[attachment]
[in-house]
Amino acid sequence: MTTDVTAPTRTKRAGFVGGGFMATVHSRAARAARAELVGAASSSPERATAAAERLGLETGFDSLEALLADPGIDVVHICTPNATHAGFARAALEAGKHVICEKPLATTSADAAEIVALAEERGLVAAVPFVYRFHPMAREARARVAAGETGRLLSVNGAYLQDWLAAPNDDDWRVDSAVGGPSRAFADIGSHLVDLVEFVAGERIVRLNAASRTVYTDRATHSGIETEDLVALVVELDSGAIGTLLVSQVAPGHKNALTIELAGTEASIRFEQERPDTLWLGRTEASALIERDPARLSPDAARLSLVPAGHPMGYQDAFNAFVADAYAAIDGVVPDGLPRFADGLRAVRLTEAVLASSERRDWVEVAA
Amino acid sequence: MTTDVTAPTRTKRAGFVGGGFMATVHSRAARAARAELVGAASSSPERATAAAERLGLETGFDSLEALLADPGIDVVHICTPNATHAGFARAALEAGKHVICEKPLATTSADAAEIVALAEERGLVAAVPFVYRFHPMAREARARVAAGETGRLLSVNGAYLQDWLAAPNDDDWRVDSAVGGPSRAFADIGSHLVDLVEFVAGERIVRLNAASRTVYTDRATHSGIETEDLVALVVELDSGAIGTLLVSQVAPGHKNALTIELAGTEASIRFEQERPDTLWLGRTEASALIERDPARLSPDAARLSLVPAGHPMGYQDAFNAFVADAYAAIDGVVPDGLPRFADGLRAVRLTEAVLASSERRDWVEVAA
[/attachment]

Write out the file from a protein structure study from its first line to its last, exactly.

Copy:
[in-house]
Amino acid sequence: MTTDVTAPTRTKRAGFVGGGFMATVHSRAARAARAELVGAASSSPERATAAAERLGLETGFDSLEALLADPGIDVVHICTPNATHAGFARAALEAGKHVICEKPLATTSADAAEIVALAEERGLVAAVPFVYRFHPMAREARARVAAGETGRLLSVNGAYLQDWLAAPNDDDWRVDSAVGGPSRAFADIGSHLVDLVEFVAGERIVRLNAASRTVYTDRATHSGIETEDLVALVVELDSGAIGTLLVSQVAPGHKNALTIELAGTEASIRFEQERPDTLWLGRTEASALIERDPARLSPDAARLSLVPAGHPMGYQDAFNAFVADAYAAIDGVVPDGLPRFADGLRAVRLTEAVLASSERRDWVEVAA
Amino acid sequence: MTTDVTAPTRTKRAGFVGGGFMATVHSRAARAARAELVGAASSSPERATAAAERLGLETGFDSLEALLADPGIDVVHICTPNATHAGFARAALEAGKHVICEKPLATTSADAAEIVALAEERGLVAAVPFVYRFHPMAREARARVAAGETGRLLSVNGAYLQDWLAAPNDDDWRVDSAVGGPSRAFADIGSHLVDLVEFVAGERIVRLNAASRTVYTDRATHSGIETEDLVALVVELDSGAIGTLLVSQVAPGHKNALTIELAGTEASIRFEQERPDTLWLGRTEASALIERDPARLSPDAARLSLVPAGHPMGYQDAFNAFVADAYAAIDGVVPDGLPRFADGLRAVRLTEAVLASSERRDWVEVAA